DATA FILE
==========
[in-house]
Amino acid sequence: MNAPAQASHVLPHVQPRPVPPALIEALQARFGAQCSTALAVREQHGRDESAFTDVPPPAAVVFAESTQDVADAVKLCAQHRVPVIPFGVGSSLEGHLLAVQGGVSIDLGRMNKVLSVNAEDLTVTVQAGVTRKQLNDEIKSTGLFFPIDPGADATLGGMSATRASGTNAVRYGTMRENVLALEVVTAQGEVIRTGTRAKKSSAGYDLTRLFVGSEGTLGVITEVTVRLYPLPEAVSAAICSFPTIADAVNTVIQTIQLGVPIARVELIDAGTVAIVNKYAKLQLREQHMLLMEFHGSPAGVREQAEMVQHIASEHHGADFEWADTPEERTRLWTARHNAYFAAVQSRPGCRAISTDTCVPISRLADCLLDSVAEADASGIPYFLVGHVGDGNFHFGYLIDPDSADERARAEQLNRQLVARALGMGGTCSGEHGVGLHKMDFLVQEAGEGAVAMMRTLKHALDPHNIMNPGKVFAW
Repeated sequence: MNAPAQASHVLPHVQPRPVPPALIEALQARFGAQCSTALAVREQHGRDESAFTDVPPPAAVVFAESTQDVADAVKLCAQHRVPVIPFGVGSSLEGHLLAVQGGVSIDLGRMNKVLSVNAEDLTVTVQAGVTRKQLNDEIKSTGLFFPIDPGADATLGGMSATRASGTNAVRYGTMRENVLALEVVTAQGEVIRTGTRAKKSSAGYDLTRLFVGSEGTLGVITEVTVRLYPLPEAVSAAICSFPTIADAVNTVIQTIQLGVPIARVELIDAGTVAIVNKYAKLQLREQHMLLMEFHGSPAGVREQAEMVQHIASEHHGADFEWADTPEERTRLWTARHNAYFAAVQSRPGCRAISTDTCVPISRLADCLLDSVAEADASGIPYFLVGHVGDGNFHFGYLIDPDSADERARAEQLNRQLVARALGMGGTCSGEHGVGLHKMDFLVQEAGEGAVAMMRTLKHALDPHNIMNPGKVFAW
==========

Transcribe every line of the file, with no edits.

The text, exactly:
[in-house]
Amino acid sequence: MNAPAQASHVLPHVQPRPVPPALIEALQARFGAQCSTALAVREQHGRDESAFTDVPPPAAVVFAESTQDVADAVKLCAQHRVPVIPFGVGSSLEGHLLAVQGGVSIDLGRMNKVLSVNAEDLTVTVQAGVTRKQLNDEIKSTGLFFPIDPGADATLGGMSATRASGTNAVRYGTMRENVLALEVVTAQGEVIRTGTRAKKSSAGYDLTRLFVGSEGTLGVITEVTVRLYPLPEAVSAAICSFPTIADAVNTVIQTIQLGVPIARVELIDAGTVAIVNKYAKLQLREQHMLLMEFHGSPAGVREQAEMVQHIASEHHGADFEWADTPEERTRLWTARHNAYFAAVQSRPGCRAISTDTCVPISRLADCLLDSVAEADASGIPYFLVGHVGDGNFHFGYLIDPDSADERARAEQLNRQLVARALGMGGTCSGEHGVGLHKMDFLVQEAGEGAVAMMRTLKHALDPHNIMNPGKVFAW
Repeated sequence: MNAPAQASHVLPHVQPRPVPPALIEALQARFGAQCSTALAVREQHGRDESAFTDVPPPAAVVFAESTQDVADAVKLCAQHRVPVIPFGVGSSLEGHLLAVQGGVSIDLGRMNKVLSVNAEDLTVTVQAGVTRKQLNDEIKSTGLFFPIDPGADATLGGMSATRASGTNAVRYGTMRENVLALEVVTAQGEVIRTGTRAKKSSAGYDLTRLFVGSEGTLGVITEVTVRLYPLPEAVSAAICSFPTIADAVNTVIQTIQLGVPIARVELIDAGTVAIVNKYAKLQLREQHMLLMEFHGSPAGVREQAEMVQHIASEHHGADFEWADTPEERTRLWTARHNAYFAAVQSRPGCRAISTDTCVPISRLADCLLDSVAEADASGIPYFLVGHVGDGNFHFGYLIDPDSADERARAEQLNRQLVARALGMGGTCSGEHGVGLHKMDFLVQEAGEGAVAMMRTLKHALDPHNIMNPGKVFAW